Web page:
But maybe this is precisely the point.
Very often we focus on every detail of something before we have it. We obsess over each and every aspect of what it’s like not to have the thing and we construct in our mind’s eye what is should or ought to be. But then what happens is that once we get there and accomplish our goal or obtain our desire, we quickly forget about it almost immediately. We fail to give an equal amount of attention to that sought after goal or thing once it’s in our hands.
So maybe this is one of the points that the Torah is trying to get across to us by repeating every nook and cranny of the actual construction of the Mishkan in addition to its planning. Just as we focus so much on the details when we plan something, so too we need to equally focus on those self-same details once it’s done.
Think for instance when something goes wrong with your car. Right now the 2011 Hyundai Sonata that my daughter drives to school needs new struts, new brakes and sway bars (whatever those are). I spent time finding them online rather than getting them locally because it was less than half the price. Took me the better part of an hour finding the right parts and confirming them with my mechanic. I mention this because we all have these irritants that take up part of our day. We tend to focus on every detail of them when they’re a problem. But once we get those new struts, brakes and sway bars installed, do we spend any time thinking of them again? Most likely not. And that is the problem. We should.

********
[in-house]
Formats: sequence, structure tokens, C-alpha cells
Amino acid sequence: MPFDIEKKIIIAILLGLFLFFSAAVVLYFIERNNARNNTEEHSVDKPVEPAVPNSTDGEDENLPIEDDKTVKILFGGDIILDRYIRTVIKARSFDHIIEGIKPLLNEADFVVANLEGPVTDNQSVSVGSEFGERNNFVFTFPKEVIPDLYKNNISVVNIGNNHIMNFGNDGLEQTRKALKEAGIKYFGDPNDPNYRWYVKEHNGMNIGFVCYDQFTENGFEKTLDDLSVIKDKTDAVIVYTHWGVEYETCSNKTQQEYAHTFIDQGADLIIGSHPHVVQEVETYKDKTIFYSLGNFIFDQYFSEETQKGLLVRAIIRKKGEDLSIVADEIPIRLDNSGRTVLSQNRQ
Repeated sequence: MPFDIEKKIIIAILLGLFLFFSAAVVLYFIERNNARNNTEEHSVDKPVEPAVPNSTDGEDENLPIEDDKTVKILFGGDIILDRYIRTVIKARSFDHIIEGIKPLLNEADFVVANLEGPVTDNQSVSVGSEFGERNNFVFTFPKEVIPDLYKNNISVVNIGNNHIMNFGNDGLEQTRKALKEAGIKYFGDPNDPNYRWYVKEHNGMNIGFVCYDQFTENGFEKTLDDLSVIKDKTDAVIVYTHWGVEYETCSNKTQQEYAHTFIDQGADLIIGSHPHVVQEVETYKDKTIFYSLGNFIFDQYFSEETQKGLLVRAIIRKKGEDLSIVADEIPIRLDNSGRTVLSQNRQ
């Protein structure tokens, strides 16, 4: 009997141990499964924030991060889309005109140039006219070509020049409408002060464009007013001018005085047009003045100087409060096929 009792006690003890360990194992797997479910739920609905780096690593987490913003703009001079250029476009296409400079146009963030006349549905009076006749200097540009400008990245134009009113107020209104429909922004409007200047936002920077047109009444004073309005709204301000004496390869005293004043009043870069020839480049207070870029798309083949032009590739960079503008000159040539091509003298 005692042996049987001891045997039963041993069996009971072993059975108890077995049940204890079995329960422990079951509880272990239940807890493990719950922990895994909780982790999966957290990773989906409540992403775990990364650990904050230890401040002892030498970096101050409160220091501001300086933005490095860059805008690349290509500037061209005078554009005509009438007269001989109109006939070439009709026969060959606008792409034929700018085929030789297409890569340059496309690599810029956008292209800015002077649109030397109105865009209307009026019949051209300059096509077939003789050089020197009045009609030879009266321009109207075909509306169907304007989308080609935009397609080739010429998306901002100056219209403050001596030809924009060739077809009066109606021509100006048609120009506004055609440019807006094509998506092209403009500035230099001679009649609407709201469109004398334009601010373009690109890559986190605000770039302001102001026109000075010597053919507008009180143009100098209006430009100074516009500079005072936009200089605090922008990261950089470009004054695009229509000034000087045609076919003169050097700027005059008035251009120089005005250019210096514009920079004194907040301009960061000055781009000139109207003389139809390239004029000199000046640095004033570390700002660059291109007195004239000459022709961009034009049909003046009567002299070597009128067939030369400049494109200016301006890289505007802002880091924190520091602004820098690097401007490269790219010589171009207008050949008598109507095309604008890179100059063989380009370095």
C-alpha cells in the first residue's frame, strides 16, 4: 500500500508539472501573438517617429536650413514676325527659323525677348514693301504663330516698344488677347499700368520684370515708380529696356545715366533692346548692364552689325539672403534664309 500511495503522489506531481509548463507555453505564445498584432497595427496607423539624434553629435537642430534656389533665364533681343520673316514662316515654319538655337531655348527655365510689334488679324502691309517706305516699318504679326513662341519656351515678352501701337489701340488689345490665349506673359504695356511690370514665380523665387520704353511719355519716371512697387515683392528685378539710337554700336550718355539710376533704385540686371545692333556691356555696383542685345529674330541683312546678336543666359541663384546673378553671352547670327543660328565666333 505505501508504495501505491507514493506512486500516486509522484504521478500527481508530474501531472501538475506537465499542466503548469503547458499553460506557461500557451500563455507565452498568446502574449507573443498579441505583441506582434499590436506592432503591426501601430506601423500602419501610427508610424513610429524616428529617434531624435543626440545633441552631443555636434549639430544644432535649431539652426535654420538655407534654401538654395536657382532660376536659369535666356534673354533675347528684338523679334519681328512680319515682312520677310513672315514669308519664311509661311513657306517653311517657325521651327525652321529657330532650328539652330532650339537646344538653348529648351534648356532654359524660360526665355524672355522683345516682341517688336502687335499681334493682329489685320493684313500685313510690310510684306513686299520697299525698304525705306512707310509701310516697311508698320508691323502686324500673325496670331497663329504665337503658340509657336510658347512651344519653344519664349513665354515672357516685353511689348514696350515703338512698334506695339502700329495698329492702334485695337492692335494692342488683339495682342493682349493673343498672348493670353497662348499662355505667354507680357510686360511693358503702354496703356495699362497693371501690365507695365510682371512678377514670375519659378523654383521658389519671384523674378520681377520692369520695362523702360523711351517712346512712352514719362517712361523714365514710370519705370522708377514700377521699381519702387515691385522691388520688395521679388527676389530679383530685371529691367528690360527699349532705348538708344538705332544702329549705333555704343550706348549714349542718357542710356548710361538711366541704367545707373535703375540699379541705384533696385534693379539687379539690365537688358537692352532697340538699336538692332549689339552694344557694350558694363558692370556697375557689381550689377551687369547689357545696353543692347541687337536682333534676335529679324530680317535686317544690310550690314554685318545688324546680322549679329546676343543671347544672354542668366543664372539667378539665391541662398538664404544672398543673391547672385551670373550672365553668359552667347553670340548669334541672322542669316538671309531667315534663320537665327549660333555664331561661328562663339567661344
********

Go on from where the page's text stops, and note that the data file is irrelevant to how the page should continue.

We should enjoy the solution and fix as much as we were bothered by it before it was fixed. If it was a minor bummer when the car was not operable, then it ought to be a minor upper now that it works fine. If we are so quick to get hot and bothered before something gets done, then we need to have the corresponding joy and satisfaction at a job well done and when it’s working.